The literature abounds with studies claiming to find differences in the brains of those with a diagnosis of schizophrenia and those not so diagnosed, but subsequent studies either fail to confirm initial findings, or are inconclusive. Even the most recent NICE guidelines (2010, p. 22) on the treatment of schizophrenia (the UK clinical practice guidelines) acknowledge the lack of evidence for a biological basis for schizophrenia. Biological research has failed to reveal a point of discontinuity between people with the diagnosis of schizophrenia, and those without. Psychiatric diagnoses like schizophrenia simply do not carve nature at the joint. [SLIDE 5]

Kendell and Jablensky (2003) Phil Thomas 6acknowledge that since Robins and Guze’s (1970) paper, the validation of the diagnosis of schizophrenia remains unresolved, either in terms of its symptom profile, or its genetic (and thus biological) basis. They describe an ‘… air of disenchantment…in the light of the failures of the revolutionary new nosology provided by DSM-III and its successors to lead to major insights into the aetiology of any of the main syndromes.’ (Kendell & Jablensky, 2003:7)

They conclude that psychiatry is two hundred years behind other branches of medicine because its diagnoses are not real diagnoses, simply syndromes or groups of symptoms that tend to occur together.

…most contemporary psychiatric disorders, even those such as schizophrenia that have a pedigree stretching back to the nineteenth century, cannot yet be described as valid disease categories.


The role of non-specific factors in therapeutic outcome

If there is no clear scientific basis for psychiatric diagnoses, it should come as no surprise to find a lack of evidence for the effectiveness of drugs and therapy. A recent paper in the British Journal of Psychiatry, co-authored by 29 members of the Royal College of Psychiatrists (Bracken et al, 2012) draws attention to the growing evidence from evidence-based medicine that fails to support the technological paradigm in psychiatry.

It highlights the importance of the human elements of care in helping people to recover from conditions like depression and schizophrenia.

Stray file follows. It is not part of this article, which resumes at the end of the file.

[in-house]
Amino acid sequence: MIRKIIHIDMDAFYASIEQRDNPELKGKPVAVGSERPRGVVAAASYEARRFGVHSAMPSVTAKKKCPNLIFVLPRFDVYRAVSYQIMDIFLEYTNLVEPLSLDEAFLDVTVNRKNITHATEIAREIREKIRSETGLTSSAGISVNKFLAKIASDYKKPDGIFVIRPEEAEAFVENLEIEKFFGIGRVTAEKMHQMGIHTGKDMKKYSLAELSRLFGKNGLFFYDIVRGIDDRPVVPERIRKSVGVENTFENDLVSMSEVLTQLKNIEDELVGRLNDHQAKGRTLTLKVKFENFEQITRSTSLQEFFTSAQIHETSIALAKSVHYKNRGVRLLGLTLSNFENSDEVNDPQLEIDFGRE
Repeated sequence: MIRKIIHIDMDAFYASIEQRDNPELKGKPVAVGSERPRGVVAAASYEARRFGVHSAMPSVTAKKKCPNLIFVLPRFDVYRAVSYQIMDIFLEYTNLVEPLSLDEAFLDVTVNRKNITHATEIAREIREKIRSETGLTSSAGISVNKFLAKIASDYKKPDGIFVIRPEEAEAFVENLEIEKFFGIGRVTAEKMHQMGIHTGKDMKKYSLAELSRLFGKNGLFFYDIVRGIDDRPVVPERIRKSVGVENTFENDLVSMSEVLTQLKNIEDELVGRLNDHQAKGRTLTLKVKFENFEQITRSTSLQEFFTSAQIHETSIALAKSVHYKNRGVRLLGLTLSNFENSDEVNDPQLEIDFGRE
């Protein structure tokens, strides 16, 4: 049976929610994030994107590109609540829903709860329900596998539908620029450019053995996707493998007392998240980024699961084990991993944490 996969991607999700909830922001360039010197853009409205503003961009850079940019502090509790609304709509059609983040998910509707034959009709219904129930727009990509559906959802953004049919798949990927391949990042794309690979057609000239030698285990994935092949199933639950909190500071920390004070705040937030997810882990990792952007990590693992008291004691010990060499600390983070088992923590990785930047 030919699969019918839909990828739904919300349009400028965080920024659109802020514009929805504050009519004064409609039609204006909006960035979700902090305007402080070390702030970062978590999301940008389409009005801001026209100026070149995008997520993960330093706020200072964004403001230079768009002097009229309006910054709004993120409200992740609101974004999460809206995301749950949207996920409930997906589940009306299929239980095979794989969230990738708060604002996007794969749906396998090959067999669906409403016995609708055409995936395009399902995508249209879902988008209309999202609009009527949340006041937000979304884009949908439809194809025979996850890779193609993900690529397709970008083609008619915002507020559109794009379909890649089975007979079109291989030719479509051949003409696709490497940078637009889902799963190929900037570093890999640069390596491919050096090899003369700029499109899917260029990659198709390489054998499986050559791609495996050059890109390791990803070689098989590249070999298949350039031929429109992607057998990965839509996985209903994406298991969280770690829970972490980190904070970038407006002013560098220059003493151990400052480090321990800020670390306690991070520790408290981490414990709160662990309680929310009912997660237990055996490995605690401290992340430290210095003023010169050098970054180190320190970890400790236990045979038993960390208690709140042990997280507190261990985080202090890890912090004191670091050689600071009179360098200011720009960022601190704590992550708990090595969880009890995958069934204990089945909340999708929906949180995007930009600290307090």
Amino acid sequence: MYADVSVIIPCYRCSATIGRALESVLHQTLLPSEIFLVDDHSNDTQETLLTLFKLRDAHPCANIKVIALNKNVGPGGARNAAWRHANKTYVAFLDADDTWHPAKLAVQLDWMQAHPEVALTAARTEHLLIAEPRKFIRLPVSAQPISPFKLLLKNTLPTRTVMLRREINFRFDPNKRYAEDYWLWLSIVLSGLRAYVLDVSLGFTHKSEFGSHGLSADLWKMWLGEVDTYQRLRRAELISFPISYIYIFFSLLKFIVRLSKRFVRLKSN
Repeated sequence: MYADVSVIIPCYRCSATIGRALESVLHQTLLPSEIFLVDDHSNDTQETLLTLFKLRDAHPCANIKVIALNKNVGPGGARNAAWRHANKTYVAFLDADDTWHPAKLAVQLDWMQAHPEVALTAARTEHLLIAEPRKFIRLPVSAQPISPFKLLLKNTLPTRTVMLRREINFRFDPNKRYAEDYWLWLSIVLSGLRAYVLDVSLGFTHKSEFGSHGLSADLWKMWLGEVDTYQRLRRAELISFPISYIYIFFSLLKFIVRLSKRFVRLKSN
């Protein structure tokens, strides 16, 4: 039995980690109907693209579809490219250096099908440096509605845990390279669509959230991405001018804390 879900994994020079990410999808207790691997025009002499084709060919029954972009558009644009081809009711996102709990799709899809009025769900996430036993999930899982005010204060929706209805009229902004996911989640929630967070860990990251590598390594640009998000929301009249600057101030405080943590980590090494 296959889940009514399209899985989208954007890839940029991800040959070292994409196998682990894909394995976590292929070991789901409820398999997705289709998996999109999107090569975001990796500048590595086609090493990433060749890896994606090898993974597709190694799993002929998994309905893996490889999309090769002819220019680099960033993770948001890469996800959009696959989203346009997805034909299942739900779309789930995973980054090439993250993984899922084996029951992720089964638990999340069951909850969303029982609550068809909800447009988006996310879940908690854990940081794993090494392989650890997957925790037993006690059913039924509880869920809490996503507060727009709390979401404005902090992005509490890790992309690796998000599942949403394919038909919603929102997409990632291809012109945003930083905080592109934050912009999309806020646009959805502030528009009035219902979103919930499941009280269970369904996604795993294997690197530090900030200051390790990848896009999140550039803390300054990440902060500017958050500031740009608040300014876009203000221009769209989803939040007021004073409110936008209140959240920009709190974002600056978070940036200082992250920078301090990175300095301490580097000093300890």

Phil Thomas 6

We (Bracken et al, 2012) examined twelve meta-analyses of drug treatments and psychotherapy for depression. For drug treatment, differences in outcome between active drug and placebo groups are minimal (Andrews, 2001; Kirsch & Saperstein, 1998; Kirsch et al, 2008).

Similar findings emerge for psychotherapy. Advocates of CBT argue that it is effective because it specifically rectifies faulty cognitions that are believed to cause depression. Several studies have shown that most of these ‘specific’ elements can be dispensed with without adversely affecting outcome (e.g. Jacobson et al, 1996; Longmore & Worrell, 2007). There is overwhelming evidence that non-specific factors such as the quality of the therapeutic alliance have greater influence on outcome than specific therapeutic elements (Wampold, 2001; Castonguay & Beutler, 2005; Stiles et al, 2008).

The same holds for recovery from schizophrenia. At face value most RCTs suggest that neuroleptics are superior to placebo in the short-term management of the condition.

However, as Joanna Moncrieff (2008) points out, most of these studies last only a few weeks, whereas most episodes of schizophrenia last for years. She identified only three studies since 1967 that followed up acutely psychotic patients for a minimum of one year (May et al, 1981; Rappoport et al, 1978; Schooler et al, 1967). All three found that although active treatment groups improved more rapidly than placebo groups in the early weeks, a year later these differences disappeared.